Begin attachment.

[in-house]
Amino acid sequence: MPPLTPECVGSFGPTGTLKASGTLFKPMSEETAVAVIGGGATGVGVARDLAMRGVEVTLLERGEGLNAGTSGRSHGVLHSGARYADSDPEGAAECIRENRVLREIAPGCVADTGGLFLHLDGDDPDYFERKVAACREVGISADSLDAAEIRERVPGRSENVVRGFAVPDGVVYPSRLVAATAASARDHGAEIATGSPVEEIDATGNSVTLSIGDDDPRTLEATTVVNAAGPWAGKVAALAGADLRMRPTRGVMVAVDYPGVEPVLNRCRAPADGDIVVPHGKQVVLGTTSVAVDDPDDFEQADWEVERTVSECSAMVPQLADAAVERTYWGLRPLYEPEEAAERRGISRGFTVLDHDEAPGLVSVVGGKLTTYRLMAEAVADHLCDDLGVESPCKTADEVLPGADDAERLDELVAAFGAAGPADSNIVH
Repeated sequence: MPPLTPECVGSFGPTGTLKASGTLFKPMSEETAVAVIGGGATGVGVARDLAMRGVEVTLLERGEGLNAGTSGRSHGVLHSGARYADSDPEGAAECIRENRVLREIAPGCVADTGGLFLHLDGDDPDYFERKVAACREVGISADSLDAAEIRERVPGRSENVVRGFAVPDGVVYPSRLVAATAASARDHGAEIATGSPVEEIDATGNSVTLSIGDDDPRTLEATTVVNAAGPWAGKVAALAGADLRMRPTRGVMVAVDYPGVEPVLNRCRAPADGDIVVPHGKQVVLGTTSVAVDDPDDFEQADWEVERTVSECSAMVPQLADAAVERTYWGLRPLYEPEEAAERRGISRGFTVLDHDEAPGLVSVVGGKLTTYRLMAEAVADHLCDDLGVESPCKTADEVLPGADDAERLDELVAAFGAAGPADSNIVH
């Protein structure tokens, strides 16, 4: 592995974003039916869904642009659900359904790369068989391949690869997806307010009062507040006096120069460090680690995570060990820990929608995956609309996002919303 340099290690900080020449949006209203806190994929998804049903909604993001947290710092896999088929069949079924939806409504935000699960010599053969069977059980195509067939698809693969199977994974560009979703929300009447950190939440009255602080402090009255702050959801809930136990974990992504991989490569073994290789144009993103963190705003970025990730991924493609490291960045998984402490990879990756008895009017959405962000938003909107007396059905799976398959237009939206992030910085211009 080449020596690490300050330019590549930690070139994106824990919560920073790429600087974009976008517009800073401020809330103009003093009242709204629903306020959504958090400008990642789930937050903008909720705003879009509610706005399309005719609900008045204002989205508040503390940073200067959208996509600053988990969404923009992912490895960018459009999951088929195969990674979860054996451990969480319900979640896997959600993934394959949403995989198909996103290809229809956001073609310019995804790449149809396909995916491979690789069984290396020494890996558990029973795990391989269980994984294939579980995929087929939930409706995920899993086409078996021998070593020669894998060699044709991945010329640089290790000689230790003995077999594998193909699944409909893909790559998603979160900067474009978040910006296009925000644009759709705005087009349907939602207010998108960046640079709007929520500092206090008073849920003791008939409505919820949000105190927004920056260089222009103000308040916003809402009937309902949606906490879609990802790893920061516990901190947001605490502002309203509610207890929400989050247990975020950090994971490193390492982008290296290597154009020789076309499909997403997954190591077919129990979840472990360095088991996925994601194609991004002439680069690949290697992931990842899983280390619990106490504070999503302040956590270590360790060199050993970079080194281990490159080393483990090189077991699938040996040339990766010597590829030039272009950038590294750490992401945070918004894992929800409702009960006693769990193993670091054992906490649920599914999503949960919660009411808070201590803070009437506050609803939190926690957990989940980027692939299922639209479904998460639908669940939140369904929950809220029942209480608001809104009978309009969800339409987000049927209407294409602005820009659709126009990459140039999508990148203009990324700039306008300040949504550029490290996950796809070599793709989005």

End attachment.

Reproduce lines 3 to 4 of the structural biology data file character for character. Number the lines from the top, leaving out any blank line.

Repeated sequence: MPPLTPECVGSFGPTGTLKASGTLFKPMSEETAVAVIGGGATGVGVARDLAMRGVEVTLLERGEGLNAGTSGRSHGVLHSGARYADSDPEGAAECIRENRVLREIAPGCVADTGGLFLHLDGDDPDYFERKVAACREVGISADSLDAAEIRERVPGRSENVVRGFAVPDGVVYPSRLVAATAASARDHGAEIATGSPVEEIDATGNSVTLSIGDDDPRTLEATTVVNAAGPWAGKVAALAGADLRMRPTRGVMVAVDYPGVEPVLNRCRAPADGDIVVPHGKQVVLGTTSVAVDDPDDFEQADWEVERTVSECSAMVPQLADAAVERTYWGLRPLYEPEEAAERRGISRGFTVLDHDEAPGLVSVVGGKLTTYRLMAEAVADHLCDDLGVESPCKTADEVLPGADDAERLDELVAAFGAAGPADSNIVH
């Protein structure tokens, strides 16, 4: 592995974003039916869904642009659900359904790369068989391949690869997806307010009062507040006096120069460090680690995570060990820990929608995956609309996002919303 340099290690900080020449949006209203806190994929998804049903909604993001947290710092896999088929069949079924939806409504935000699960010599053969069977059980195509067939698809693969199977994974560009979703929300009447950190939440009255602080402090009255702050959801809930136990974990992504991989490569073994290789144009993103963190705003970025990730991924493609490291960045998984402490990879990756008895009017959405962000938003909107007396059905799976398959237009939206992030910085211009 080449020596690490300050330019590549930690070139994106824990919560920073790429600087974009976008517009800073401020809330103009003093009242709204629903306020959504958090400008990642789930937050903008909720705003879009509610706005399309005719609900008045204002989205508040503390940073200067959208996509600053988990969404923009992912490895960018459009999951088929195969990674979860054996451990969480319900979640896997959600993934394959949403995989198909996103290809229809956001073609310019995804790449149809396909995916491979690789069984290396020494890996558990029973795990391989269980994984294939579980995929087929939930409706995920899993086409078996021998070593020669894998060699044709991945010329640089290790000689230790003995077999594998193909699944409909893909790559998603979160900067474009978040910006296009925000644009759709705005087009349907939602207010998108960046640079709007929520500092206090008073849920003791008939409505919820949000105190927004920056260089222009103000308040916003809402009937309902949606906490879609990802790893920061516990901190947001605490502002309203509610207890929400989050247990975020950090994971490193390492982008290296290597154009020789076309499909997403997954190591077919129990979840472990360095088991996925994601194609991004002439680069690949290697992931990842899983280390619990106490504070999503302040956590270590360790060199050993970079080194281990490159080393483990090189077991699938040996040339990766010597590829030039272009950038590294750490992401945070918004894992929800409702009960006693769990193993670091054992906490649920599914999503949960919660009411808070201590803070009437506050609803939190926690957990989940980027692939299922639209479904998460639908669940939140369904929950809220029942209480608001809104009978309009969800339409987000049927209407294409602005820009659709126009990459140039999508990148203009990324700039306008300040949504550029490290996950796809070599793709989005």